Plotting character pivots

A portrait of Andrew Nette
Andrew Nette
20 February 2015
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Andrew Nette

Whether your novel is utilising a traditional three act structure (set up, conflict, resolution), a variant of this or something much more experimental, it has to have a structure, an internal architecture, which determines its overall shape.

What this structure will look like depends on many factors, including the number of main characters, the point or points of view from which you are telling the story, and, perhaps most importantly, the way in which your character or characters transform or pivot over the course of the story.

Character pivots represent life changes, the point at which a perception, strong emotion or course of action ends and is replaced with another. These changes may be the result of a major dramatic event or a response to more subtle developments. Your story may have one major character pivot that proceeds or results in a series of smaller pivots. The change in question may result in a character going backwards or forwards in terms of their emotional reactions or course of action. How many of these there are and how you calibrate them can vary but at some stage your main character or characters have to pivot.

How you do this will determine decisions about how you release information, structure surprises and reveals, and generally keep the reader turning the page. In a crime or mystery story you’ll be trying to structure character pivots in such a way as to maximise suspense. In science fiction or fantasy, the main aim may be to highlight the strangeness of a world or scenario your characters are in. A romance story may emphasis the dramatic nature of the changes that take place to a particular relationship or set of relationships.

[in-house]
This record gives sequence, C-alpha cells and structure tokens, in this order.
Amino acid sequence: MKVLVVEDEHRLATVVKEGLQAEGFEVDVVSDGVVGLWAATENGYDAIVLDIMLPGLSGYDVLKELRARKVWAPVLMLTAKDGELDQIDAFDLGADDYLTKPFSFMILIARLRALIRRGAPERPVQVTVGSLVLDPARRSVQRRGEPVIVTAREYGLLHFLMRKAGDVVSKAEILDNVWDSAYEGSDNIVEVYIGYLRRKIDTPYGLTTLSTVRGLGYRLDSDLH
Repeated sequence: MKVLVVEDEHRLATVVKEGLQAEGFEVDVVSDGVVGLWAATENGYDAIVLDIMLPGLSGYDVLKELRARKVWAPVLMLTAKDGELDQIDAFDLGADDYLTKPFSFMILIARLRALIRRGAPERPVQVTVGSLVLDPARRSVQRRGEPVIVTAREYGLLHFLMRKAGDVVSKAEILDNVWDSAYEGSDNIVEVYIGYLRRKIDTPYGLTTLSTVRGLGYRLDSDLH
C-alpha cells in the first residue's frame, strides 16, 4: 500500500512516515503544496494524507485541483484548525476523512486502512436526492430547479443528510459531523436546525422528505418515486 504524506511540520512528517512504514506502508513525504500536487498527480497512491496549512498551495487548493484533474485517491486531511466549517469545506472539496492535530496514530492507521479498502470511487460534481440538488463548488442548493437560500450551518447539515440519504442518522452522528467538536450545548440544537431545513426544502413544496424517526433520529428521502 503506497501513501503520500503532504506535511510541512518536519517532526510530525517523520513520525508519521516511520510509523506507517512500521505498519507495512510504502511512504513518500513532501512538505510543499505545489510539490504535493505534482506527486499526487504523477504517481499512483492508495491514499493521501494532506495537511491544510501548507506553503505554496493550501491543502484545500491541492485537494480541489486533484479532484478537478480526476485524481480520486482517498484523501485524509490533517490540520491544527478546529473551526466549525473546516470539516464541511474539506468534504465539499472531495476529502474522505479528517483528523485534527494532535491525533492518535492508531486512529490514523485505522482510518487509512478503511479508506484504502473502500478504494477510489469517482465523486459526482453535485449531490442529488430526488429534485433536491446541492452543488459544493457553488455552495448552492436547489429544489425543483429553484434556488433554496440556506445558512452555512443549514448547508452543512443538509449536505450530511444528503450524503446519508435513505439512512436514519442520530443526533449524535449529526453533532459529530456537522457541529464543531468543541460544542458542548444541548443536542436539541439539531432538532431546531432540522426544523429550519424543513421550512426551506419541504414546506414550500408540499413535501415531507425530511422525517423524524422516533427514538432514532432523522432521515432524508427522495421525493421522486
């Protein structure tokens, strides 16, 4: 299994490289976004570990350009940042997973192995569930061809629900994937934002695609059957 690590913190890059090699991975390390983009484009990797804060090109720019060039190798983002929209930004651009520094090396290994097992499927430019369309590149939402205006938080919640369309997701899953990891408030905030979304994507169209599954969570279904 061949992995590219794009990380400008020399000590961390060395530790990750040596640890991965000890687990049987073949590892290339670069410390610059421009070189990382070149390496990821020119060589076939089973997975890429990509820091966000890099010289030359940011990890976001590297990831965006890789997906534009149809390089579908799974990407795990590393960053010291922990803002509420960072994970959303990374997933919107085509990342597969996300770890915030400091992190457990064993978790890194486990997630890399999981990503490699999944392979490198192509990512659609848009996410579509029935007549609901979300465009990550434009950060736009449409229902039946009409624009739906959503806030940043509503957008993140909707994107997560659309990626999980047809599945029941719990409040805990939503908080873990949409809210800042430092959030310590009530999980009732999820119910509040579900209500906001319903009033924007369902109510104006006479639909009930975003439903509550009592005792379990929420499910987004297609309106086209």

Plotting character pivots may seem relatively straightforward but it is actually very difficult. Whether your novel is set in a Melbourne suburb in the present or the most fantastic alien world, character pivots have to flow and be believable. Change a character too fast and you risk revealing too much too quickly and leave the reader feeling there is little point in continuing your novel. Go too slow, drag your plot out unnecessarily and the reader may be left frustrated or, worst of all, bored.

Here is a very simple exercise to help you get a sense of the major character pivots in your story and how these relate to the overall structure of your novel.

Examine your main character, what is happening to them, what they want to achieve, the main challengers or barriers in their way. Write out the key point or points at which this character pivots and why. Don’t concern yourself with fleshing out all the elements and details or write the scenes. Simply list the major change or changes. If your story has more than one major character, write down a list of their individual pivot points and how these may relate to the overall novel and its structure.

About Andrew Nette

Andrew Nette is a Melbourne-based fiction and non-fiction writer. His first novel, ‘Ghost Money’, was published in 2012, having been shortlisted in the 2010 Victorian Premier’s Literary Awards for an Unpublished Manuscript and receiving an Unpublished Manuscript Fellowship at The Wheeler Centre in 2011. He is a founder and editor at Crime Factory Publications, a Melbourne press specialising in crime fiction.